Victorian houses have a long history of haunts
Story by Bryce Arens, NewsNetNebraska
Art historian Sarah Burns fancies herself a connoisseur of Victorian culture, but it was her love of horror that piqued her interest in her latest study subject: the Victorian house.
“I like spooky things and old houses,” said Burns, a teacher at Indiana University who delivered a lecture — “Better for Haunts: Victorian Houses and the Modern Imagination” — to a full auditorium at the Sheldon Art Museum earlier this week.
Burns discussed how how movies like “Psycho” inspired the idea in popular culture that Victorian houses were haunted. But she said the roots go much further back. The Victorian culture was despised in the 1800s because of the distinct difference in lifestyles of the upper and middle classes. This led people to associate the Victorian houses with the social corruption they viewed in society.
The painters of the era also influenced the image of the Victorian home. Charles Burchfield, a New York artist, often painted Victorian homes with high tresses and large gables. The houses seemed to be looming over people, she noted.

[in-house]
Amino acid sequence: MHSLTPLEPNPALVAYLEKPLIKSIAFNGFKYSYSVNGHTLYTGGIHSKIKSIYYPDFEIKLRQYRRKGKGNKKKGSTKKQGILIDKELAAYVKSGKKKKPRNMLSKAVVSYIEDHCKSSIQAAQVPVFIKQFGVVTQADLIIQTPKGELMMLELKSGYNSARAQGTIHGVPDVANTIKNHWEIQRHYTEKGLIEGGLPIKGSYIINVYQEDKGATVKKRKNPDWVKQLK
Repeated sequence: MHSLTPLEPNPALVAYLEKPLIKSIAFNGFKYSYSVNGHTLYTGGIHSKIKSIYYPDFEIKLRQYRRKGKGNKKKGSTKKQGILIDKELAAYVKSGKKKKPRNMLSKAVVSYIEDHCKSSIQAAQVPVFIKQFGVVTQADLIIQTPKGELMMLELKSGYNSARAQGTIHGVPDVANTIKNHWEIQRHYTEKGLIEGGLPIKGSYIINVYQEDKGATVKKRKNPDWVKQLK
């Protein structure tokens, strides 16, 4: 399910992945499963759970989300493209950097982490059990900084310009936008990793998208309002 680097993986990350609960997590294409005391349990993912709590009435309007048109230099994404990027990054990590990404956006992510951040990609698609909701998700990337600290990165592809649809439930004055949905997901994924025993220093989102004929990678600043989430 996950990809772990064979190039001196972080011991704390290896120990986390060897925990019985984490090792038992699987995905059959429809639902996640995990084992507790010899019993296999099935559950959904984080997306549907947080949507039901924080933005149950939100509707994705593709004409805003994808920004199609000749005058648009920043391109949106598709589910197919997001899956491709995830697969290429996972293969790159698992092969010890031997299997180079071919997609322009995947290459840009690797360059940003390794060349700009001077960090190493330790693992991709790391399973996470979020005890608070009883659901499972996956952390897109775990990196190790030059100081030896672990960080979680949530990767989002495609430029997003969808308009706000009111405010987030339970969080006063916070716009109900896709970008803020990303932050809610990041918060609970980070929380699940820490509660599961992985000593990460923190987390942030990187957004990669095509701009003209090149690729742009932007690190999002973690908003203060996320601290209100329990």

In the 20th Century, movies, such as “The Cat and the Canary,” began using the “old house on the hill” horror plot line. The highly publicized Wynekoop murder in Chicago in 1933, took place in a Victorian home and also gave the architecture style a bad rap, Burns said. And later, in 1940, Charles Addams featured a Victorian house as the home of “The Addams Family” cartoon.
Later, Burns noted, movies such as “Gone With the Wind” brought a more nostalgic feel to Victorian homes.
Many University of Nebraska-Lincoln art students were required to attend the lecture for class. And one of those was evidently impressed.
“It was a subject I had never really thought about,” said Jack Florence, a junior art major. “When I see Victorian homes now, I will think about them in a different light.”